“Caryl’s writing suggests that’s possible, because when you start to dissect it, it doesn’t get smaller, it gets more and more and more, so we had to find platforms for all this multiplicity. As a designer I’m always working creatively with the text and finding all these interesting things but also there’s this world of technicality about how you will actually put your ideas into practice.”
Her early inspiration was the contrast between the grounded world of the teenage girls, and the wilder abstracted faerie logic that overlays it. “It’s the really broad strokes of the energy of the piece that I respond to early on as a designer. When I think of the play I can see in my head a perimeter, then something conceptual which I move out from – it’s almost like a parallel world, the faerie world, and it’s completely mad.”
The perimeter-outlined reality happens up on the stage. This conceptual level appears in more surprising places – in waterfalls that run down the walls of the theatre, in fountains, in hidden cubbyholes or vitrines that light up, suddenly, to reveal dolls house scenes of a sunflower field, or Christmas, uncanny and still.
“We wanted to create these portals into human worlds that were sort of the end of something. Because of the circular balcony at the Royal Exchange, with people sitting above these spaces, I knew I couldn’t put any action in them, so they’re similar but all the same, communicating an idea which sits in its own timescale.”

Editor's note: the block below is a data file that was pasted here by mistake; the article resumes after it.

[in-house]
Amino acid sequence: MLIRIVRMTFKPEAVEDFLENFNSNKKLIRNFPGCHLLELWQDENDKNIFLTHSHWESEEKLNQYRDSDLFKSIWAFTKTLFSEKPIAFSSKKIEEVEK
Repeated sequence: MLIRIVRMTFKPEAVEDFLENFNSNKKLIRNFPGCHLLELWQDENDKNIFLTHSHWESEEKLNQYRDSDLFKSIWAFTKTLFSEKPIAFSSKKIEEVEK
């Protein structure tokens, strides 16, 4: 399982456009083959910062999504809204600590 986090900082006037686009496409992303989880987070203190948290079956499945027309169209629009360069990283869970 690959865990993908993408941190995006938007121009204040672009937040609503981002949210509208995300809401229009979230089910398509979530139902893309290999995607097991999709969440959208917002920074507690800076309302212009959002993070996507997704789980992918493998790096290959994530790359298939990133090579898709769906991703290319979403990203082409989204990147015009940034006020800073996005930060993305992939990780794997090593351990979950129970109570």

It’s an approach which made me think of Rachael Whiteread – and of Clachan’s fine art background, which she explored in her early career as part of the Shunt Collective, making work in warehouses and dank tucked-away tunnels in London Bridge.
She finds that “I am interested in installation, but also journeys, passageways, labyrinths, all that really inspires me. My background is as a fine artist, so I’m interested as the stage as a place for images.”
“When we started Shunt a long, long time ago, it was because I really didn’t like theatre. But I enjoyed the liveness, the sense of a moment between an audience, the sense of an event. That was my ‘in’ to theatre: I didn’t come in with an interest in plays, I started with the idea of an experience, a moment, a vision. That’s what Shunt was really about: we deliberately didn’t call ourselves a theatre company, as our manifesto was to explore the live event, not text.